Profiling a short running Java applications has a couple of technical difficulties:
- Profiling tools typically work by sampling the processor's SP or PC register periodically to see where the application is currently executing. If your application is short-lived, insufficient samples may be taken to get an accurate picture.
You can address this by modifying the application to run a number of times in a loop, as suggested by @Mike. You'll have problems if your app calls
System.exit(), but the main problem is ...
- The performance characteristics of a short-lived Java application are likely to be distorted by JVM warm-up effects. A lot of time will be spent in loading the classes required by your app. Then your code (and library code) will be interpreted for a bit, until the JIT compiler has figured out what needs to be compiled to native code. Finally, the JIT compiler will spend time doing its work.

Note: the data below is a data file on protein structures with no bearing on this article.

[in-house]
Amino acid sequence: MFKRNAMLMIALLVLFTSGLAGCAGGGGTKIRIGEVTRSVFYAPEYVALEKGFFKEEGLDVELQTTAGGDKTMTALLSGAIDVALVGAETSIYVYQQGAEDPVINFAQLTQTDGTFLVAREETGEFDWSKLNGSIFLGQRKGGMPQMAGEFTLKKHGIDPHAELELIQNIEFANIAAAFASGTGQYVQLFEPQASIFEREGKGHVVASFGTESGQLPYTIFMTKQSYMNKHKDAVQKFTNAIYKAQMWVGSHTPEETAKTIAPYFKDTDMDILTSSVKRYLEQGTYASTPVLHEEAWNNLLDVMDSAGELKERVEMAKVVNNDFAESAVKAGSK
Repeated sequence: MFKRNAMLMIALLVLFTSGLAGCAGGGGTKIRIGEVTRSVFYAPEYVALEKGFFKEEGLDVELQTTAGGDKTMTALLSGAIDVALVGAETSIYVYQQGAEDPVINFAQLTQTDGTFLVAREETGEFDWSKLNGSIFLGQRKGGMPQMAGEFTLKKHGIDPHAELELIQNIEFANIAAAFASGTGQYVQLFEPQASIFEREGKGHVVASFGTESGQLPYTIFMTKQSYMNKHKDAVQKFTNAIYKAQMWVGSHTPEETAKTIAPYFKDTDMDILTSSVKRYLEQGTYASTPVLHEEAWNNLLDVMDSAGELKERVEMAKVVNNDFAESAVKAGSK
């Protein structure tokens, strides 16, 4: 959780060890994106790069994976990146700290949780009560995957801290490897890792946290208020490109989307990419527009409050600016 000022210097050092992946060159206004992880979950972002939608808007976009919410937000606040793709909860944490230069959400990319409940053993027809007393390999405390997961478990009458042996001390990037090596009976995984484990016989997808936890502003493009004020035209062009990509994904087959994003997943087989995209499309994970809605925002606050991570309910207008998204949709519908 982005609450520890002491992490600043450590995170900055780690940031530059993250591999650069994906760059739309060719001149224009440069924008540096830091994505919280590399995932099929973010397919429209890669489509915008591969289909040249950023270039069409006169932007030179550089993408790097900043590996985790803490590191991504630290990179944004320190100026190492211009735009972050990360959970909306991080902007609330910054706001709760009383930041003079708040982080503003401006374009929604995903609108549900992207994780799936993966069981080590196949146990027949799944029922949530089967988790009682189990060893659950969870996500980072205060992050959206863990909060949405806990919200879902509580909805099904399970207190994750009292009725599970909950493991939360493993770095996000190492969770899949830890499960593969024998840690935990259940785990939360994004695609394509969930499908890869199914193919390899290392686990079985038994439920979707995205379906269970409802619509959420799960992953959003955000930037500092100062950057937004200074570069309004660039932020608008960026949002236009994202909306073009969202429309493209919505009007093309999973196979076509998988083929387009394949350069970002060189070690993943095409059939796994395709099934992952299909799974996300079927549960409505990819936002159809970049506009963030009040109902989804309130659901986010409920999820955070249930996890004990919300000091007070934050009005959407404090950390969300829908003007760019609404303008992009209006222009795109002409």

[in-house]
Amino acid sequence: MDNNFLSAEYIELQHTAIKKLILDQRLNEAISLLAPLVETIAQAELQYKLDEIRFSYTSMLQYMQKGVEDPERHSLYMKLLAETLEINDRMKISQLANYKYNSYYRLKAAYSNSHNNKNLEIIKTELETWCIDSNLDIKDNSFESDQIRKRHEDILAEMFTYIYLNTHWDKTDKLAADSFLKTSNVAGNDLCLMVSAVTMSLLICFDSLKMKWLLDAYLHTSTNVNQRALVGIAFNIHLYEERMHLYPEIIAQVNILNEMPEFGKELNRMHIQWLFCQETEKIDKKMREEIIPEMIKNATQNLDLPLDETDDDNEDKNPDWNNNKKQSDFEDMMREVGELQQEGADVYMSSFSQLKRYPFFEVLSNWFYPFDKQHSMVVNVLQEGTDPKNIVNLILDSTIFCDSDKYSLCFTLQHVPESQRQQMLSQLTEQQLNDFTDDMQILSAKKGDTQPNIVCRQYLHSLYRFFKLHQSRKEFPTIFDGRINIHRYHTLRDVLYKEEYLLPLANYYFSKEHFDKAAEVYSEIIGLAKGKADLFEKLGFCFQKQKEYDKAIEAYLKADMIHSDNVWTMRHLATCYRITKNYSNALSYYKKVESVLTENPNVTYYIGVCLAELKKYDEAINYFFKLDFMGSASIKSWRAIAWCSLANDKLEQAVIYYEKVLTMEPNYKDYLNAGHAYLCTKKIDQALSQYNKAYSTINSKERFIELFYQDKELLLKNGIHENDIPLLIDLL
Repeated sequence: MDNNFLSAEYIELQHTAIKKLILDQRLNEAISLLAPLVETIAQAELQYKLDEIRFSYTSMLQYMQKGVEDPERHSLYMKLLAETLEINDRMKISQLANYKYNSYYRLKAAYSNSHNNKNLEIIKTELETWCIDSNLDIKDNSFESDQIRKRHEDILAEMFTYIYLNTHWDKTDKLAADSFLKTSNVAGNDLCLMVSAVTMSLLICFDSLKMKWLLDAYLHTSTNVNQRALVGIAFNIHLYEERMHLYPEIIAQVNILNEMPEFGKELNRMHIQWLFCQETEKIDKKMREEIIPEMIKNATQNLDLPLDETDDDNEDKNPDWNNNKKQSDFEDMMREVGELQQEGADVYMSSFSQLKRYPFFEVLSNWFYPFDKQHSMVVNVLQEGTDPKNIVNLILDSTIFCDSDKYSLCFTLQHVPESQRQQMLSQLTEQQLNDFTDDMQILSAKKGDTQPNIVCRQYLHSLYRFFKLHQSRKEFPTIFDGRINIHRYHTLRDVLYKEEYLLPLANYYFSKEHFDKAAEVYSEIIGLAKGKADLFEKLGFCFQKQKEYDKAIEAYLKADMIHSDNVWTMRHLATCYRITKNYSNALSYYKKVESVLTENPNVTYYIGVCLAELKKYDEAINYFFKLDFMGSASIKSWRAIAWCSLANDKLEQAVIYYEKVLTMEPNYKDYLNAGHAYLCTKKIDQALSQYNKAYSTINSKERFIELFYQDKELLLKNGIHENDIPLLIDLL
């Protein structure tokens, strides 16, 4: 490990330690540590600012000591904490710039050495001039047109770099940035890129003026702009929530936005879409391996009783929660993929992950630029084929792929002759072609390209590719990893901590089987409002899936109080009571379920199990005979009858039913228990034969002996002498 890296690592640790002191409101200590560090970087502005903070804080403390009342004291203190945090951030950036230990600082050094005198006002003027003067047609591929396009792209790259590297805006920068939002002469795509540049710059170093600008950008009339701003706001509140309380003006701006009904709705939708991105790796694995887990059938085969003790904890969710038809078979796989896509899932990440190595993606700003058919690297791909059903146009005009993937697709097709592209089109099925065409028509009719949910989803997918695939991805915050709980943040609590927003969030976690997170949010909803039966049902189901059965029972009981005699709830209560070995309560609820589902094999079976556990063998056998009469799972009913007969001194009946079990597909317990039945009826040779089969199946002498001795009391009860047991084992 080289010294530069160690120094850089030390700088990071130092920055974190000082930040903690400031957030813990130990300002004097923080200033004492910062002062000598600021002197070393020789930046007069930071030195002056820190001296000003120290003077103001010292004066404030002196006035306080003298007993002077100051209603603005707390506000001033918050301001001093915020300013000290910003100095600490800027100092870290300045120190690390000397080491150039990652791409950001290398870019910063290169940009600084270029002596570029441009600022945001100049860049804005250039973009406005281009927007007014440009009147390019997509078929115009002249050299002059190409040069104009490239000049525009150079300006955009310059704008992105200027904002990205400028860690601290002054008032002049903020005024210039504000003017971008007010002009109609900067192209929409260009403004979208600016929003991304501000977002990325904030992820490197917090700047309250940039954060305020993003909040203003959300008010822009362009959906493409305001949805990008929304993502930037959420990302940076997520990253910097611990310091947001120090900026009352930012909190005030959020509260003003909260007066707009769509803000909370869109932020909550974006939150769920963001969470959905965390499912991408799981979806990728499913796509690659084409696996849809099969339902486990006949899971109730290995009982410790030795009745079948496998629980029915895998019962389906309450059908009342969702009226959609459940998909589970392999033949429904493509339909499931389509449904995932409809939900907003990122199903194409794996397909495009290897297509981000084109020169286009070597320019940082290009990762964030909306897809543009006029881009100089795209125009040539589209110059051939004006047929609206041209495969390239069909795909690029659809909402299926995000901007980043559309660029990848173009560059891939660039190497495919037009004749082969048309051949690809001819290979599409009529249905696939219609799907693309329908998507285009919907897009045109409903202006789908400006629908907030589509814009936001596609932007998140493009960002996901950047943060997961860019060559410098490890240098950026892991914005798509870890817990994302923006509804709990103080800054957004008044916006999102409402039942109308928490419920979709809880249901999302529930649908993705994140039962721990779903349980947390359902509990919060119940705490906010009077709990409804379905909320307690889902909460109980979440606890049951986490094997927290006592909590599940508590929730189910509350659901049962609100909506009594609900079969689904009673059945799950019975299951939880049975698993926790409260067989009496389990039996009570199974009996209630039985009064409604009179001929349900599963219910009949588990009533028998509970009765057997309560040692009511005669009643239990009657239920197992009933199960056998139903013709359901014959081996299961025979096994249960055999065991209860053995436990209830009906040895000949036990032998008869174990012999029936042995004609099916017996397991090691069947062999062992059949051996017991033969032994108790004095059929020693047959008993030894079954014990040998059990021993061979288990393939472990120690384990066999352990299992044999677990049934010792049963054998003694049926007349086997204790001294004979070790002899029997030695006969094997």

I don't know if profilers attempt to compensate to for JVM warmup effects. But even if they do, these effects influence your applications real behavior, and there is not a great deal that the application developer can do to mitigate them.
Returning to my previous point ... if you run a short lived app in a loop you are actually doing something that modifies its normal execution pattern and removes the JVM warmup component. So when you optimize the method that takes (say) 50% of the execution time in the modified app, that is really 50% of the time excluding JVM warmup. If JVM warmup is using (say) 80% of the execution time when the app is executed normally, you are actually optimizing 50% of 20% ... and that is not worth the effort.